Statistics reveal that domestic violence is a serious, widespread problem across the world. However in India, physical violence is in some sense the endgame in an environment that is structured and dependent on the continued and institutionalized subjugation of women as a social class.

  • According to a report published by the International Center for Research on Women in 2000, 45% of all Indian women experience some form of domestic violence in their lives
  • BBC's statistics (2001) revealed that every six hours a young, married woman is burnt alive, beaten to death or driven to commit suicide somewhere in India
  • The All-Women police stations in Chennai released a joint report in 2005 which stated that there were 10,508 cases of physical, sexual, verbal and mental abuse reported to them by women over the course of three years
Effects of Domestic Violence on Children
Domestic violence affects every member of the family, including the children. Children witnessing domestic violence live in constant fear and feel as if they are physically abused. They are often unable to establish nurturing bonds with either parent. Children are at greater risk for abuse and neglect if they live in a violent home.

"Families under stress produce children under stress. If a spouse is being abused and there are children in the home, the children are affected by the abuse." (Ackerman and Pickering, 1989)

Dynamics of domestic violence are unhealthy for children:

  • Control of family by one dominant member
  • Abuse of a parent
  • Isolation
  • Protecting the "family secret"
Children react to their environment in different ways, and reactions can vary depending on the child's gender and age.

Children exposed to family violence are more likely to develop social, emotional, psychological and or behavioral problems than those who are not. Recent research indicates that children who witness domestic violence show more anxiety, low self esteem, depression, anger and temperament problems than children who do not witness violence in the home. The trauma they experience can show up in emotional, behavioral, social and physical disturbances that effect their development and can continue into adulthood.

Some potential effects:
Emotional

  • Grief for family and personal losses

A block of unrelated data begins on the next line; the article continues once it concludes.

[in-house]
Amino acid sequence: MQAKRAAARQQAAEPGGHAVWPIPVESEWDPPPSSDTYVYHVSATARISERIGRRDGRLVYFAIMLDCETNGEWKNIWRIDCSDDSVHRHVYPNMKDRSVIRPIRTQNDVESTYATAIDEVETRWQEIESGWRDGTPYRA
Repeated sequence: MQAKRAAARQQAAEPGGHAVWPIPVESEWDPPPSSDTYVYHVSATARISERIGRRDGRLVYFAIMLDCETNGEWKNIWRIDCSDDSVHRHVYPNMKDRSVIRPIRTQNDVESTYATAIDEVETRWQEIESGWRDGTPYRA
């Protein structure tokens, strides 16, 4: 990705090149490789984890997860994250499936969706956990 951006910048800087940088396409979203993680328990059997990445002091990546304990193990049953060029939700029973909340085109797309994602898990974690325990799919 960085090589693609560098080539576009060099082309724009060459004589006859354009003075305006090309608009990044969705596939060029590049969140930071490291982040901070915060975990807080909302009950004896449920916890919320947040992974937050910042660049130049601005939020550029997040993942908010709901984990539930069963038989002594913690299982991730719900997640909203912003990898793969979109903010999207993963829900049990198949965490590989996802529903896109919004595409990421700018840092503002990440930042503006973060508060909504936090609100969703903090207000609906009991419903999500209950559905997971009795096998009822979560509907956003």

• Shame, guilt, and self blame
  • Confusion about conflicting feelings toward parents
  • Fear of abandonment, or expressing emotions, the unknown or personal injury
  • Anger
  • Depression and feelings of helplessness and powerlessness
  • Embarrassment
Behavioral
  • Acting out or withdrawing
  • Aggressive or passive
  • Refusing to go to school
  • Care taking; acting as a parent substitute
  • Lying to avoid confrontation
  • Rigid defenses
  • Excessive attention seeking
  • Bedwetting and nightmares
  • Out of control behavior
  • Reduced intellectual competency
  • Manipulation, dependency, mood swings
Social
  • Isolation from friends and relatives
  • Stormy relationships
  • Difficulty in trusting, especially adults
  • Poor anger management and problem solving skills
  • Excessive social involvement to avoid home
  • Passivity with peers or bullying
  • Engaged in exploitative relationships as perpetrator or victim
Physical
  • Somatic complaints, headaches and stomachaches
  • Nervous, anxious, short attention span
  • Tired and lethargic
  • Frequently ill
  • Poor personal hygiene
  • Regression in development
  • High risk play
  • Self abuse
(Source: ACADV)

 


 Did you Know?
In India, one incident of violence translates into the women losing seven working days. In the United States total loss adds up to 12.6 billion dollars annually and Australia loses 6.3 billion dollars per year
(United Nations Report)
At least 20 per cent married women aged between 15 and 49 years have experienced domestic violence at some point in their lives, many on an almost continual basis
(National Family Health Survey)
Around two-third of married women in India were victims of domestic violence and one incident of violence translates into women losing seven working days in the country,
(United Nations Report)



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